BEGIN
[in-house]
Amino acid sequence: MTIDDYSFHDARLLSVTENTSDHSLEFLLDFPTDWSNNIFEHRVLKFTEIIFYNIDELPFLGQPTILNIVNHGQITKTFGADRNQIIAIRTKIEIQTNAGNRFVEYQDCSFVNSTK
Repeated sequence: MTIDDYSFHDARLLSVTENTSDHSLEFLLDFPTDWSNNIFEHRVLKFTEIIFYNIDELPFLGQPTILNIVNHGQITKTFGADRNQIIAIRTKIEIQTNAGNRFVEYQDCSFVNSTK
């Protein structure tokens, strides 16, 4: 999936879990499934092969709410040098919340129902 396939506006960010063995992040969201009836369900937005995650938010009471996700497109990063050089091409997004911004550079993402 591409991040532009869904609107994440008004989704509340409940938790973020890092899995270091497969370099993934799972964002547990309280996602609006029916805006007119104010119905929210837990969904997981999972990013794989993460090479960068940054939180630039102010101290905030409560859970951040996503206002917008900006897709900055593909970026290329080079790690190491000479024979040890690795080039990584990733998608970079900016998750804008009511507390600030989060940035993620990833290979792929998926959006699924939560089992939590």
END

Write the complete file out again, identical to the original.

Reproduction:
[in-house]
Amino acid sequence: MTIDDYSFHDARLLSVTENTSDHSLEFLLDFPTDWSNNIFEHRVLKFTEIIFYNIDELPFLGQPTILNIVNHGQITKTFGADRNQIIAIRTKIEIQTNAGNRFVEYQDCSFVNSTK
Repeated sequence: MTIDDYSFHDARLLSVTENTSDHSLEFLLDFPTDWSNNIFEHRVLKFTEIIFYNIDELPFLGQPTILNIVNHGQITKTFGADRNQIIAIRTKIEIQTNAGNRFVEYQDCSFVNSTK
């Protein structure tokens, strides 16, 4: 999936879990499934092969709410040098919340129902 396939506006960010063995992040969201009836369900937005995650938010009471996700497109990063050089091409997004911004550079993402 591409991040532009869904609107994440008004989704509340409940938790973020890092899995270091497969370099993934799972964002547990309280996602609006029916805006007119104010119905929210837990969904997981999972990013794989993460090479960068940054939180630039102010101290905030409560859970951040996503206002917008900006897709900055593909970026290329080079790690190491000479024979040890690795080039990584990733998608970079900016998750804008009511507390600030989060940035993620990833290979792929998926959006699924939560089992939590």